– Interesting storyline that each character reacts to differently
– Open-ended endings, not all of which are happy
– Fully blind accessible
– Overall a great visual novel!


(May not include everything)
– Fully accessible for blind / visually impaired players and screen reader users with Ren’Py self-voicing mode (press V to toggle), including menus and stats (which are based on a 50-point system).


Talk to me!

Have you played As We Know It?
Have you ever played a visual novel that progressed day by day?


Your Thoughts


6 thoughts on “Visual Novel Review: As We Know It by Jaime Scribbles Games

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  1. Greg

    Ooh post-apoc and an underground city. Fun premise. Nice diversity and the rebel storyline sounds fun. I like it in games like this when different characters give a different POV on the story. You don’t always get that…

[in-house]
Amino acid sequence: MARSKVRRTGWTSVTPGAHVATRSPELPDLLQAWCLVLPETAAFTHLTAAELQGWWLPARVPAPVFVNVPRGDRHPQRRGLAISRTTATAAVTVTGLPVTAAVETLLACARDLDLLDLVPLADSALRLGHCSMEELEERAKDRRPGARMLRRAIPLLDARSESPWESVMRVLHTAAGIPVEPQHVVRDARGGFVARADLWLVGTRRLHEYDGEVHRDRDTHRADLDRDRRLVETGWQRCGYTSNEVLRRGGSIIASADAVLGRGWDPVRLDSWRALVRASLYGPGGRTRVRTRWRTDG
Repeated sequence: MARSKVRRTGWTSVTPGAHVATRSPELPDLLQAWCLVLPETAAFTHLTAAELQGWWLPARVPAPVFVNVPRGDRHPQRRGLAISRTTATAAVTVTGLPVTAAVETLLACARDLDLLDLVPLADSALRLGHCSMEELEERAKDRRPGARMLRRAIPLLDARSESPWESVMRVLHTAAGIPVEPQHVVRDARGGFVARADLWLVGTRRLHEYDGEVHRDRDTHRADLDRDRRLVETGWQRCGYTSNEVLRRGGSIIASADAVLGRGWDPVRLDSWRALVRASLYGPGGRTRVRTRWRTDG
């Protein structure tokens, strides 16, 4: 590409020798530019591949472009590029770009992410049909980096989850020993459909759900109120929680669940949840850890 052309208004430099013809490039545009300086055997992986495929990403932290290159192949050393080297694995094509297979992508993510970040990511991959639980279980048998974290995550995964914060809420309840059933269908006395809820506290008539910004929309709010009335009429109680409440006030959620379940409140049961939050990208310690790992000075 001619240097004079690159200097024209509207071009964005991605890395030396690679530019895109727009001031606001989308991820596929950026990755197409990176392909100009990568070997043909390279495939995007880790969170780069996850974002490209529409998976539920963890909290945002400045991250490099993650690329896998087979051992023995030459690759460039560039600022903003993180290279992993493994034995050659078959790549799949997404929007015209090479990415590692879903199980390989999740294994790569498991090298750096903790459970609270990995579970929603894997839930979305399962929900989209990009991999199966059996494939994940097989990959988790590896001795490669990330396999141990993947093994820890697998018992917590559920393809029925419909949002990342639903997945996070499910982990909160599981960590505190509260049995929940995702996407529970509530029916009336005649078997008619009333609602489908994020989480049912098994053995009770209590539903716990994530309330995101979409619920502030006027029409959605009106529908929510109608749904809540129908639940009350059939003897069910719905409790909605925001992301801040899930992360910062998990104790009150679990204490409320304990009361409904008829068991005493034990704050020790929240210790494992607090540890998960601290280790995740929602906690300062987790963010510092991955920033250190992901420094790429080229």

Sounds like the writing is pretty good!

    1. Kristen Burns

      It was really good writing! I love too in games because that’s kind of, I feel like, the best thing about a visual novel vs a regular novel (aside from the art, obvi). You don’t have just one story, you have multiple, and you understand more and more and different perspectives with each playthrough.

  2. Sam@wlabb

    I don’t think I have ever experience a visual novel firsthand. All the intricacies are really interesting. It’s like a digital Choose-your-own-adventure, which I always loved. Sounds like a fun way to pass a couple of hours.